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Wish You Were Here by Stewart O'Nan

Wish You Were Here

by Stewart O'Nan

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Showing 1-5 of 17 (next | show all)
Picked this up for the Chautauqua setting and found a touching and keenly-observed story of a family revealed over the week of a vacation. Not many authors can move smoothly from the mind of one character to another, across gender and age and personality, but O'Nan did a pretty good job such that it wasn't until I finished the book that I even thought about how he pulled it off. I believed the characters. On to the sequel: Emily, Alone. ( )
  bibleblaster | Jan 23, 2016 |
This book was fantastic - told from many family members' points of view, all of them believable and touching. I wanted to weep with feelings of nostalgia many times thinking of my own family's home on the lake. ( )
  viviennestrauss | Aug 1, 2015 |
Wish You Were Here by Stewart O’Nan is an elegiac novel about the passing of a family’s era, when an extended family gathers at their aging Lake Chautauqua house for a vacation week at the end of the summer, preparing the house to be sold.
Although the absence of the patriarch, Henry Maxwell, is keenly felt by everyone from the members of his own generation – his sister Arlene and his wife Emily, his adult children – Kenneth, there with his wife Lise, and Meg, recently divorced, down to the four grandchildren – two older girl cousins and two younger boy cousins – Henry is only present in the memories sparked by his fishing gear and other stuff in the house and garage and in all of the old, familiar places in the lakeside village in western New York, where he and Arlene had summered since they themselves were children.
The whole novel takes place over the course of the week leading up to Labor Day, but the place triggers so many memories in the Maxwell adults that we find out quite a bit about how their pasts. The week goes by much too quickly for them, despite the initial rainy weather. On the other hand, the vacation seems to Lise, the only in-law, to stretch on endlessly, and the children, who don’t have as long of a shared past, have plenty of time to dream their own dreams of the future and develop their own alliances.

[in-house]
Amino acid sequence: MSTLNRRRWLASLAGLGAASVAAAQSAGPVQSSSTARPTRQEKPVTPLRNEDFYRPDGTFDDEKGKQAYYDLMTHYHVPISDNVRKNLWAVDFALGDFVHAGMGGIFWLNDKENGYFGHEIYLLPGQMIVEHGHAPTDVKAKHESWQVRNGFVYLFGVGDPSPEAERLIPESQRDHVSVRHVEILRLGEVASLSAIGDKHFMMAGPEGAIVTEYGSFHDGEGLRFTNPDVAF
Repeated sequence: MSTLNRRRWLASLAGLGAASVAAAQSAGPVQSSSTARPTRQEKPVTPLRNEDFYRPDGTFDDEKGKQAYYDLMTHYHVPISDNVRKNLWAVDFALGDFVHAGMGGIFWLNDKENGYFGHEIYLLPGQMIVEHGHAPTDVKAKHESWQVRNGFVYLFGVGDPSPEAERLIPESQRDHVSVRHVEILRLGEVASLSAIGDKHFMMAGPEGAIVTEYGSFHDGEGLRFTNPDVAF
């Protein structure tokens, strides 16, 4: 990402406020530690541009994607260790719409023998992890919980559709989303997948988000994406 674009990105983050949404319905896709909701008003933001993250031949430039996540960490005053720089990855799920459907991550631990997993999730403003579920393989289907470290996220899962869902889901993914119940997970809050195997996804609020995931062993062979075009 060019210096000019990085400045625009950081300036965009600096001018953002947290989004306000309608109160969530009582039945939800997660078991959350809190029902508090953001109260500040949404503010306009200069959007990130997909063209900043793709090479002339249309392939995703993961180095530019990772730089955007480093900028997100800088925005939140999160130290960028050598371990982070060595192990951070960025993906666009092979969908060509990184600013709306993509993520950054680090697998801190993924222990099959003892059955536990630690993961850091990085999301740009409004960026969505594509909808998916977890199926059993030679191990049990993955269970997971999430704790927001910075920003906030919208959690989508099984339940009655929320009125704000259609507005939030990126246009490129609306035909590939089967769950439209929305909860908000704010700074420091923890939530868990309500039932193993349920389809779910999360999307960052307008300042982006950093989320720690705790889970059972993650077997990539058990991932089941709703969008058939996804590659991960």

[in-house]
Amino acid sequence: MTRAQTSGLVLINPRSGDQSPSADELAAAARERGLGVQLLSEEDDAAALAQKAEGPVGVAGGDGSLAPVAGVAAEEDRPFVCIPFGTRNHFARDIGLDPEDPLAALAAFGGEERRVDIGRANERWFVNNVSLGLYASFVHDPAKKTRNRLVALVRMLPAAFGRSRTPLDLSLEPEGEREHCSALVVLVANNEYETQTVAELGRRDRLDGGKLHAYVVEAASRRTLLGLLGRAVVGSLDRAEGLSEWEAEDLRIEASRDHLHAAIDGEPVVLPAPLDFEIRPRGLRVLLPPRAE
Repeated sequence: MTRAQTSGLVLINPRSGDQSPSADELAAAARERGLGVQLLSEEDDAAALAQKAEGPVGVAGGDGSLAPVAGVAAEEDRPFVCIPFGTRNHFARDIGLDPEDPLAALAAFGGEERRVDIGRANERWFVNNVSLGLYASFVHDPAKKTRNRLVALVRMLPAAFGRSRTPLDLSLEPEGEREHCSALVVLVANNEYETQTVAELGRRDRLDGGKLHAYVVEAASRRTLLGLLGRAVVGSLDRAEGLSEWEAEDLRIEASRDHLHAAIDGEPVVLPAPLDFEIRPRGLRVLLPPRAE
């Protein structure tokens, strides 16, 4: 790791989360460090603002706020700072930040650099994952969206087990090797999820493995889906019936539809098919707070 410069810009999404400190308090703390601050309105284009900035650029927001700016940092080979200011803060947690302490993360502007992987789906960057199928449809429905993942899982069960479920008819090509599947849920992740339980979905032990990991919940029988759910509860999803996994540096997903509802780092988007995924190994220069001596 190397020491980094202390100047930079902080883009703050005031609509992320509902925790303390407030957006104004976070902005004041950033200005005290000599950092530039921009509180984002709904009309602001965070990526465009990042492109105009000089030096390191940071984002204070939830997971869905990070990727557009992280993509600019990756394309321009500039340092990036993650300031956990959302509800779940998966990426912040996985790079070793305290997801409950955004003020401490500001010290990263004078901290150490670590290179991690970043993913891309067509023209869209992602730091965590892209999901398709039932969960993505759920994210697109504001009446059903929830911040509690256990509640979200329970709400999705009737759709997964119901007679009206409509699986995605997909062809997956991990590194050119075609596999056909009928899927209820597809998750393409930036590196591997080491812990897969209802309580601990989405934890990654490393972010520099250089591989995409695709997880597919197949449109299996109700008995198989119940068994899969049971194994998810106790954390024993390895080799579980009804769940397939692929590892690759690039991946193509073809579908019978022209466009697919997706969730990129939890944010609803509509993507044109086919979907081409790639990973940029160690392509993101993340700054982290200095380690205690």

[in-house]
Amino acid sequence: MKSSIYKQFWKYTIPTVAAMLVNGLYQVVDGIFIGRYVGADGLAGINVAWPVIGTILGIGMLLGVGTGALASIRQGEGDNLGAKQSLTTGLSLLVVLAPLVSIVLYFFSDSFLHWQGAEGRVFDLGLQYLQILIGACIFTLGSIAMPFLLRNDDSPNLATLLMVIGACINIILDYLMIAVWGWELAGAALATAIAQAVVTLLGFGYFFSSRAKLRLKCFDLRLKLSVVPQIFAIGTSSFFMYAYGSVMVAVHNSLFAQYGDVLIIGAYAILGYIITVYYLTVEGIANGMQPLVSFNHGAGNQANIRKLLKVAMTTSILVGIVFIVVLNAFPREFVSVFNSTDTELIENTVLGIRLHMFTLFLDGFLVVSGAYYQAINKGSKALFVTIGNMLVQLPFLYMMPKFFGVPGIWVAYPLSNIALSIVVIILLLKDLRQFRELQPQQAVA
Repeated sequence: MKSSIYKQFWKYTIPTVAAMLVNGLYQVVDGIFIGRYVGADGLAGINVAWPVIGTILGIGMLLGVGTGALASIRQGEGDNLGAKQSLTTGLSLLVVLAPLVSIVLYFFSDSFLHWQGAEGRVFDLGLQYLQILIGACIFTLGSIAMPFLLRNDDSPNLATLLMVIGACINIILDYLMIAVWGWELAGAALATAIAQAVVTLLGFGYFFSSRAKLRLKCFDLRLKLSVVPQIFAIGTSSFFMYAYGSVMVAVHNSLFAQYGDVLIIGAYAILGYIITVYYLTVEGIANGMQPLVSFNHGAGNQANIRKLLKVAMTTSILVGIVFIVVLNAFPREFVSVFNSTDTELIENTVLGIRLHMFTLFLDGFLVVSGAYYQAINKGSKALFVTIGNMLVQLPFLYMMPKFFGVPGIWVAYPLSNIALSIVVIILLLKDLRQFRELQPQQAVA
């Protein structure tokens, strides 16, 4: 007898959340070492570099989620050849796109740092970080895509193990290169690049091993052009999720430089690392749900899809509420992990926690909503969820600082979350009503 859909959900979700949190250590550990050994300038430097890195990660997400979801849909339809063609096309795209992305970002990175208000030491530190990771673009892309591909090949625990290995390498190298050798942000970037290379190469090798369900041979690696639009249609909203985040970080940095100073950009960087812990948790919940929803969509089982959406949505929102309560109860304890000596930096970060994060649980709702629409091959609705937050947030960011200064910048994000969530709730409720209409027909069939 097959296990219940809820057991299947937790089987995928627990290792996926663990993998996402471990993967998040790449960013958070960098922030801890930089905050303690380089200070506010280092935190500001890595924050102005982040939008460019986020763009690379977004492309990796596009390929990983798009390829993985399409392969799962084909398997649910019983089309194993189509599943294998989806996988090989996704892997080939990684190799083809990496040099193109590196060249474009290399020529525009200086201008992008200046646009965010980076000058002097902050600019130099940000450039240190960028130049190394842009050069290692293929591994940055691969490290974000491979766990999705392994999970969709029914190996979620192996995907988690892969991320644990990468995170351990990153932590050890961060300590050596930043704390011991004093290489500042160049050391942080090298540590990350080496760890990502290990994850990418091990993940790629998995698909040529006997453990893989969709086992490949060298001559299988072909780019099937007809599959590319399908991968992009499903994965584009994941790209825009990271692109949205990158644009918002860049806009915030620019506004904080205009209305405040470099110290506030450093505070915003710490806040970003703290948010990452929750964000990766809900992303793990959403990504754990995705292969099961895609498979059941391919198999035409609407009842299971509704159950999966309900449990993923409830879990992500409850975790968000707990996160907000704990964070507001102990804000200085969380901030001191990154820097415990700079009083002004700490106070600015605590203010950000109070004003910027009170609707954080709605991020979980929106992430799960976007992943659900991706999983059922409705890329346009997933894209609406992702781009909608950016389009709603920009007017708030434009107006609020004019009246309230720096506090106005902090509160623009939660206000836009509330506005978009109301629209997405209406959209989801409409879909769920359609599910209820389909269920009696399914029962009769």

For longer review, visit Bay State Reader's Advisory blog. ( )
  baystateRA | Sep 3, 2013 |
I have loved other books by this author and recently acquired Emily, Alone. So I borrowed this from the library as I felt it would make Emily, Alone that much better. But I truly cannot get through this book. I usually like highly detailed writing, but in this case, it just felt boring. And I usually want to like at least one character, but couldn't summon a feeling for any of them except young Ella. I have given it 5 days and nearly 200 pages, but have decided not to go further. But I still plan to read the next book. ( )
  Lcwilson45 | Jul 19, 2013 |
I didn't necessarily love every bit of this book the way I did Emily Alone or Last Night at the Lobster, but there was a lot in it to love, and O'Nan has a beautiful way of capturing the texture of a moment, whether it's trivial, pivotal, or both. ( )
  savoirfaire | Apr 6, 2013 |
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It's not like anything they compare it to - the summer moon - Basho
Last night I dreamt I went to Manderley again. - Daphne du Maurier
for Dewey, our Rufus
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They took Arlene's car because it had air-conditioning and Emily wasn't sure the Olds would make it.
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Amazon.com Amazon.com Review (ISBN 0802139892, Paperback)

A deep, poignant study of a family fighting its inner demons awaits in Stewart O'Nan's Wish You Were Here. A year after the death of her husband, Emily Maxwell gathers her immediate family together at their summer home on Lake Chautauqua in western New York for a final sendoff and to dole out keepsakes before the new owners move in. Joining Emily is her daughter, Meg, fresh from rehab and upset over her imminent divorce, and Meg's children: the emotionally unstable Justin, and Sarah, a teenage beauty learning to use her charms. Ken, Emily's fortyish slacker son, and his wife, Lisa, also bunk down for the week, bringing along their two kids: the troubled Sam, and Ella, a plain, smart girl who finds herself with a crush on her cousin, Sarah.

O'Nan has a gift for voicing the inner fears that motivate and stifle us, and his characters move and act as members of a polite society--a family even. Yet each is distinctly alone, with voices and turmoil raging inside. The tension between the characters is keenly drawn, and O'Nan perceptively captures the snippets of thought and memory that follow us around. Ken notes "he assumed more than he knew, not only about the world--whose workings would remain closed, forever a mystery--but even those closest to him." Emily, while preparing dinner, finds her late husband's bottle of scotch, and imbibes:

She went to the window over the sink and held it up to the light, long now and mote-struck, casting shadows under the chestnut, firing an amber glow in her hand.... She looked around the kitchen again as if she'd forgotten something but couldn't find what it was.

Wish You Were Here is an excellent character study of a family grudgingly plodding forward while believing the best chance for happiness passed by sometime ago. --Michael Ferch

(retrieved from Amazon Thu, 12 Mar 2015 18:17:44 -0400)

(see all 2 descriptions)

Award-winning writer O'Nan has been acclaimed by critics as one of the most accomplished novelists writing today. Now comes "his most complete work to date, filled with the type of life lessons that the best fiction has to offer and from an author firmly in control of his art" (Rob Stout, "Orlando Sentinel").… (more)

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